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How a Container Registry Can Help

A container registry provides a single place to store and retrieve your container images. At a minimum, a container registry will support the OCI Distribution Specification, the API that both Docker and Kubernetes expect to be supported to pull container images. They may either be a publicly hosted such as Docker Hub or Google Container Registry, or they may be hosted privately such as Harbor.

Automated Security Scans

A popular feature of container registry is the ability to automatically scan container images for known vulnerabilities. As a single container image can container many layers, including a base container image that you don’t even maintain, it can be a huge challenge to stay on top of keeping your dependencies up to date. Because of this, you’ll find many container registries offer the ability to scan your containers every time you upload one and report if there’s a known vulnerability discovered. For example, Harbor relies on Trivy, an open-source solution that performs static analysis on container images. Of course, as new vulnerabilities are discovered, you can rerun these scans against your existing images. If an issue is found, you can configure your registry to block any requests to pull the image based on the severity.

An automated scan in Harbor finding vulnerabilities in our container

Policy Enforcement

Being the central point for gathering and distributing container images, the container registry has a lot of say in who can push or pull an image. Every major container registry – public or private – supports requiring the user to be authenticated to interact with it. As such, the registry can then manage a list of actions the user (or group of users) can perform. For example, suppose we create a group called “developers” and they have access to an image that contains a collections of services that the require to perform their job. We can configure the registry to allow them to pull down the image to their workstation, but prevent them from pushing up new versions of the container.

This all contributes to one of the most fundamental ideas of security: the principle of least privilege. That is, the user should have access to only the actions and resources that they absolutely require.

Finally, if your pipeline relies on container images published or hosted by others, your own container registry can act as a proxy and a cache to those remote registries. For example, say a container that we’re building relies on the ubuntu:18.04 container as a base. By default, your pipeline can reach out to your container registry and ask for this image. If it already exists on your private registry, great! It gets pulled down just as it would normally. If it doesn’t exist however, the registry can then proxy that request to Docker Hub where that container image lives, pull it down, and cache it in your private registry. Not only does this mean that deployments aren’t relying on an external dependency, but it also allows you to ensure the version of a container image that you’re using is exactly what you expect it to be.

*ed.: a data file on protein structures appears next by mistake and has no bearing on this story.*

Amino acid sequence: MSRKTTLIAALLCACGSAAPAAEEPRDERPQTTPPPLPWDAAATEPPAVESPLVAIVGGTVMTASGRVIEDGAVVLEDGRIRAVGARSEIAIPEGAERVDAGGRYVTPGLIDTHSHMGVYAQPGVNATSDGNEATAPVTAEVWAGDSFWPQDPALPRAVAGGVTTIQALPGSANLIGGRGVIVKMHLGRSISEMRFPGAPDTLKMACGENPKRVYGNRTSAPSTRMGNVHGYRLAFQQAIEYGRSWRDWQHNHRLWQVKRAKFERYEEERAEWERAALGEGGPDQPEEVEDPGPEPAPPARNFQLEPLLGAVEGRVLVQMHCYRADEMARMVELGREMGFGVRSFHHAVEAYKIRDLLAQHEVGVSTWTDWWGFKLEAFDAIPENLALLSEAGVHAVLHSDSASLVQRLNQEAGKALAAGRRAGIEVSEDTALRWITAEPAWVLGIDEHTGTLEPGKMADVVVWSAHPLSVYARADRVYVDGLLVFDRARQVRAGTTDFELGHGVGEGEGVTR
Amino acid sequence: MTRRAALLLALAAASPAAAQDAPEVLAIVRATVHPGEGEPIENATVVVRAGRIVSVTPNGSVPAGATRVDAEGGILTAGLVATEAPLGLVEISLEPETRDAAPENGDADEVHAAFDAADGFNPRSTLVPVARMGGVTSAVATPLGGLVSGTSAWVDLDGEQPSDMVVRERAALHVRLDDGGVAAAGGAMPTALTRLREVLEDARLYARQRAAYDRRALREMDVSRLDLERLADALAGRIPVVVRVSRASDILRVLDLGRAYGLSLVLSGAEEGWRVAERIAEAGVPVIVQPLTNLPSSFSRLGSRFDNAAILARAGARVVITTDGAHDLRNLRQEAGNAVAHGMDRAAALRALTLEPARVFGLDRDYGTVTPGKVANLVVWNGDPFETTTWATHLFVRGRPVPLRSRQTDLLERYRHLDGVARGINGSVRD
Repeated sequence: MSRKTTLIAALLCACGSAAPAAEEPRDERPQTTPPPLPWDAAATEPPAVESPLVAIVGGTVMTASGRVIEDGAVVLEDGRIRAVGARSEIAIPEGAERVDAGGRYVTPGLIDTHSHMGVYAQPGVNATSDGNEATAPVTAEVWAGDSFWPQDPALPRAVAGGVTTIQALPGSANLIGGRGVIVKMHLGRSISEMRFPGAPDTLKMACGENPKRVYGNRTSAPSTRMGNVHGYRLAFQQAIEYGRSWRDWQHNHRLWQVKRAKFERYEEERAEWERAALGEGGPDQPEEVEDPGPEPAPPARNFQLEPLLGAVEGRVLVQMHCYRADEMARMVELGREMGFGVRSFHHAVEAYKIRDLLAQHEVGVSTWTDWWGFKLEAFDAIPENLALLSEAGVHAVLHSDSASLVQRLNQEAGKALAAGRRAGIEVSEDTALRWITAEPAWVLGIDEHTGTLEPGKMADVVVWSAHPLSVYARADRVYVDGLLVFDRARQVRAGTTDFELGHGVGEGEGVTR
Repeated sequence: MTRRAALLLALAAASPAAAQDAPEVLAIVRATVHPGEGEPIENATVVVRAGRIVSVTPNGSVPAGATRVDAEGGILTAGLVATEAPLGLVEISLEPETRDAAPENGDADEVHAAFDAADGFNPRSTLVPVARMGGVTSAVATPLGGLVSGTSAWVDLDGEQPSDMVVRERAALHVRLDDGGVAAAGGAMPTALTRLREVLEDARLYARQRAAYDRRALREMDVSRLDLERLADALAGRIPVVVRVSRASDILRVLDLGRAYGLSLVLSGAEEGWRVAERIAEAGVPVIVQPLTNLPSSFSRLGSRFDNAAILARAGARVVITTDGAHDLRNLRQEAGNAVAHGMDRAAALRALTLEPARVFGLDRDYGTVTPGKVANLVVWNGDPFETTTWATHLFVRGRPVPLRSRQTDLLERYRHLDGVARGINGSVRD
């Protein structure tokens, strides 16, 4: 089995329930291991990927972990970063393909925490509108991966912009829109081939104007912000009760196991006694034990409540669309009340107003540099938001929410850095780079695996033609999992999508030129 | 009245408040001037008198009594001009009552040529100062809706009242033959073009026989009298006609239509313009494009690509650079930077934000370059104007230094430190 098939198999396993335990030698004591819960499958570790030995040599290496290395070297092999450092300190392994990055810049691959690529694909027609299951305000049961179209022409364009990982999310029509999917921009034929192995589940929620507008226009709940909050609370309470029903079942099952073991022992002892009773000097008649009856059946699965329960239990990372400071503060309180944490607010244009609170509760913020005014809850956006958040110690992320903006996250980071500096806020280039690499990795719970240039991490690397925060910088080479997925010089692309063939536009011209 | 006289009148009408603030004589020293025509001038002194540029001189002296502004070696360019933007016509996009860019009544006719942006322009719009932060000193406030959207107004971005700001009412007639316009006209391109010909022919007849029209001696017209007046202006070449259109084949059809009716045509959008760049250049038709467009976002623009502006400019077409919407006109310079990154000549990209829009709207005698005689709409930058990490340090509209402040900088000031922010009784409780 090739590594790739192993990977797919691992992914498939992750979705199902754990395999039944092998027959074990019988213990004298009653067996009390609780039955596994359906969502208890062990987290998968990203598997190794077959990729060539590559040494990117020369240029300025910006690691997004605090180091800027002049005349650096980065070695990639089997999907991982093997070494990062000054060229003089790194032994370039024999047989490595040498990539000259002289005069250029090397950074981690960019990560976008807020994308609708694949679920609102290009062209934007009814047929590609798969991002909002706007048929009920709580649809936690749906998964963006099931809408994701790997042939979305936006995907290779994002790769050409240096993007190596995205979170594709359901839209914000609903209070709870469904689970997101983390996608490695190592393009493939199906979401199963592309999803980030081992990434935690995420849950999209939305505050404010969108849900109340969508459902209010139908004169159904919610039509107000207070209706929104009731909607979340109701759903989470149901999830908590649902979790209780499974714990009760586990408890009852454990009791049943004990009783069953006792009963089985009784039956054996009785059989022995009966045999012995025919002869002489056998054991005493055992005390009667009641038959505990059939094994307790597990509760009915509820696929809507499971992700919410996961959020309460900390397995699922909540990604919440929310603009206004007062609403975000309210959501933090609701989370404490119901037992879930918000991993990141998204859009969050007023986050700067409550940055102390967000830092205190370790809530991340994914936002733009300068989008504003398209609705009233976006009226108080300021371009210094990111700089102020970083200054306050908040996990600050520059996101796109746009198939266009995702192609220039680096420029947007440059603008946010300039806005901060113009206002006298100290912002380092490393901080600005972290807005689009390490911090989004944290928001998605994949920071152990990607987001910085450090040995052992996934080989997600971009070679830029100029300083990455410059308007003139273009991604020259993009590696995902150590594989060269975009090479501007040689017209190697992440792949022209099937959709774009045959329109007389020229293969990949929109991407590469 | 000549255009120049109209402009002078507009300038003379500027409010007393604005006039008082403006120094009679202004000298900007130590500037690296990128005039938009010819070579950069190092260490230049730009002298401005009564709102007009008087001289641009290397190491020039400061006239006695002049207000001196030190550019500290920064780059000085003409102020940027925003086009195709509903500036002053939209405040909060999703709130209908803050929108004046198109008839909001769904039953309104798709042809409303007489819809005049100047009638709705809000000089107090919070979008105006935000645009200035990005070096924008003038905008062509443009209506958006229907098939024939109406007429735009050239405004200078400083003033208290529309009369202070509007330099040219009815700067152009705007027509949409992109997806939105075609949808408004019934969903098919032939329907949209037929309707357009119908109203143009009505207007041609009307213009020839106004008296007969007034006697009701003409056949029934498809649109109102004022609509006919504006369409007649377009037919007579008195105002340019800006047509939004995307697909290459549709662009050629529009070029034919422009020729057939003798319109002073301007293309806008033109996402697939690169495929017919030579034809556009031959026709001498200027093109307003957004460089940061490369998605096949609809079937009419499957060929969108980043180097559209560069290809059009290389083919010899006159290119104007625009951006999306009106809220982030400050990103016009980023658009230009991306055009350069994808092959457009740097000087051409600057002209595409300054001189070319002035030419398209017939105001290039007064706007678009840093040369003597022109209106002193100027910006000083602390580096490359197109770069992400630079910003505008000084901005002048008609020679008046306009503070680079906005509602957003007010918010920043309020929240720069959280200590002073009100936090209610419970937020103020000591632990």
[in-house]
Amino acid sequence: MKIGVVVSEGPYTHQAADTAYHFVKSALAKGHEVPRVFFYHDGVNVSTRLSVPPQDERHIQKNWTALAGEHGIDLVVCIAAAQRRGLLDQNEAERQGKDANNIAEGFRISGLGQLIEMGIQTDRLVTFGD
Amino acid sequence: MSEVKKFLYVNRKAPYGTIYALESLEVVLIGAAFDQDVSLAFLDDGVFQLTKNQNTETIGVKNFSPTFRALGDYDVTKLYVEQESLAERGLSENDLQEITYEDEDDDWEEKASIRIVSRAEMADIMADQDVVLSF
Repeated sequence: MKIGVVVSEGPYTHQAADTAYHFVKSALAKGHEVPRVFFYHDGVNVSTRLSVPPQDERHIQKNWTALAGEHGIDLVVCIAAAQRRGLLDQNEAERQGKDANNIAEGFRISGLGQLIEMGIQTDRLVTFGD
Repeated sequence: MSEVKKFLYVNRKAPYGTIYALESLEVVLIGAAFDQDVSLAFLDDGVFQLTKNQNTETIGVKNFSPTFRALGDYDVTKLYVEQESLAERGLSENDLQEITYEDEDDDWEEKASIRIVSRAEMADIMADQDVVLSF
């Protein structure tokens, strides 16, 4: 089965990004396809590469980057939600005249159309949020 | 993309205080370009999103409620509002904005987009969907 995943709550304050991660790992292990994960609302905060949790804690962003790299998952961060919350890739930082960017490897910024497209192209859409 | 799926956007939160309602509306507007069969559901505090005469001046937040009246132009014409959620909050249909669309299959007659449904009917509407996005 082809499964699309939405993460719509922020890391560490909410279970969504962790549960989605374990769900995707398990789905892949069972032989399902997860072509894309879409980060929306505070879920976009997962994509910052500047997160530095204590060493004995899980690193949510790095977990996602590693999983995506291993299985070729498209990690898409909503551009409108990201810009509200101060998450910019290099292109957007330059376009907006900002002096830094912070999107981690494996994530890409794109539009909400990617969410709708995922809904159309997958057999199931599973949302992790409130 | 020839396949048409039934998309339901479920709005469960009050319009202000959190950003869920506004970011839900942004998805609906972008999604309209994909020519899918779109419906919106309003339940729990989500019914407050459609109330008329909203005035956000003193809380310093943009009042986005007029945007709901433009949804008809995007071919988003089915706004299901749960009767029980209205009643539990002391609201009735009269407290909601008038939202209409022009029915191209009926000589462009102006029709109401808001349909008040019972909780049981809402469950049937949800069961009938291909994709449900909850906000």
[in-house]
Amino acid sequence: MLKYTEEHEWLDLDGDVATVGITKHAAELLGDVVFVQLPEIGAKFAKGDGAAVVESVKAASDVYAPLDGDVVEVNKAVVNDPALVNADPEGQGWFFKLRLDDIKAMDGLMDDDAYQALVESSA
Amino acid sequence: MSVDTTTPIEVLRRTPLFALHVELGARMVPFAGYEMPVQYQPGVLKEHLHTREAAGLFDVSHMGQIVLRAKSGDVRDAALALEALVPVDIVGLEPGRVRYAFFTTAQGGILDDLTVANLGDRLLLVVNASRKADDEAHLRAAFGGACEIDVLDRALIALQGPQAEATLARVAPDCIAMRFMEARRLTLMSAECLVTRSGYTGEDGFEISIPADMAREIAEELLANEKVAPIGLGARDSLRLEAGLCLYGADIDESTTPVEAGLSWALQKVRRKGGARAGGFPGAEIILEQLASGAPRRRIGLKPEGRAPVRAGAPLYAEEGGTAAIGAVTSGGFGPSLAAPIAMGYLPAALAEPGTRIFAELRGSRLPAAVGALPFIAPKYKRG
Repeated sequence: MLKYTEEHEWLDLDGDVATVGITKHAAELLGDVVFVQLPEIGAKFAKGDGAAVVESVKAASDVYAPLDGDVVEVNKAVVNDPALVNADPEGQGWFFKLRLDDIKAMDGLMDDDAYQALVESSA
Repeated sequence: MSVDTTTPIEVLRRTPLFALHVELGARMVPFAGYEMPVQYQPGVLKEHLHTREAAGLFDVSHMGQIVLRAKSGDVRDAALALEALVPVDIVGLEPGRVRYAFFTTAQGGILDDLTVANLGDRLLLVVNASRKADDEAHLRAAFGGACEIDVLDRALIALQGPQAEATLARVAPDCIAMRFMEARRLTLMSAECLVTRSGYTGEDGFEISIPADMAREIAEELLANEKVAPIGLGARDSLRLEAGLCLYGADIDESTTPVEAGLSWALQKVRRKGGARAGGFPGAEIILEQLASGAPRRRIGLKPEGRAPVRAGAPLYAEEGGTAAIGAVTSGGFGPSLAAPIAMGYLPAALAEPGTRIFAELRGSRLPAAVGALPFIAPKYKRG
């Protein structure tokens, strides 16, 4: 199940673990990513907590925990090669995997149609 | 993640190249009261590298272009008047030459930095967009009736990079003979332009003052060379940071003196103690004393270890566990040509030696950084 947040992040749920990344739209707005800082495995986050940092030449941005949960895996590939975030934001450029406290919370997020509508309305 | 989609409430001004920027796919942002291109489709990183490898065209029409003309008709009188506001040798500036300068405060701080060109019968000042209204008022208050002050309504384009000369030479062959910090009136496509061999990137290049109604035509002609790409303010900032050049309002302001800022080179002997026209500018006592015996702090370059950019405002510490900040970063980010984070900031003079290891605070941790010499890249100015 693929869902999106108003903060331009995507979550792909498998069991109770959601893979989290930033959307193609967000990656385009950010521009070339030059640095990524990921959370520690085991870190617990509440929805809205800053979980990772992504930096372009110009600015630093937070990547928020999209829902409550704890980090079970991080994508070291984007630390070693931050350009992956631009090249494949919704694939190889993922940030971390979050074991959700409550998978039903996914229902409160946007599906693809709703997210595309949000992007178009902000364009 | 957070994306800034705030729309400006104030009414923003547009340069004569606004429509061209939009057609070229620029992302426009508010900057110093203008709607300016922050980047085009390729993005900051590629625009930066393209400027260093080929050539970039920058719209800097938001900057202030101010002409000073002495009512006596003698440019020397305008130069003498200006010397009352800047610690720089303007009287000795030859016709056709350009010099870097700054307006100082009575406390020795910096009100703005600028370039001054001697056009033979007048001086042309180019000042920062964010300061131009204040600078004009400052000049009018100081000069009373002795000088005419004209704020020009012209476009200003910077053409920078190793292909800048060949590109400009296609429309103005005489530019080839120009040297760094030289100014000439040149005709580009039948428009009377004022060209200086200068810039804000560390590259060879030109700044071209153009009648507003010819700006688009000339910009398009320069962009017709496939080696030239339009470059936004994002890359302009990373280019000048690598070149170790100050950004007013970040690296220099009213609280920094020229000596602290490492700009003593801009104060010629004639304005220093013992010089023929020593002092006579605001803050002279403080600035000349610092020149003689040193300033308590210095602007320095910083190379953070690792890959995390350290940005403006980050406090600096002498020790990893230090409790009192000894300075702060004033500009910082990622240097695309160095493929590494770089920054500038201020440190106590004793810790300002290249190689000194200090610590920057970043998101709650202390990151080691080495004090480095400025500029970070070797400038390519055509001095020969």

Using a Container Registry in an Air-Gapped Environment

In an air-gapped environment, your delivery pipeline may have no access to the internet at all. The good news is, you can still use a private container registry just as you would a public one. You can push and pull to it, manage permissions, even scan for vulnerabilities. Of course new security definitions and updates must be done manually, but this also means that your delivery pipeline is physically separated from public networks and the internet, giving an additional layer of protection for your process.

Additional Uses for a Registry

Some registries offer even more features that can really enhance your software delivery pipeline. Harbor for example can also act as a repository for Helm charts. When you upload your Helm chart to Harbor, you can see all of the information about it right in the browser.

Showing the values for a Helm chart in Harbor

Another feature some repositories support is the ability to trigger webhooks based on different scenarios. For example, a common one may be that you want to trigger a new pipeline when a new version of your container image is uploaded, or you want to notify a group of people when a security scan fails. This makes is much simpler to integrate with your delivery pipeline no matter the technology used to back it.

Various webhooks in Harbor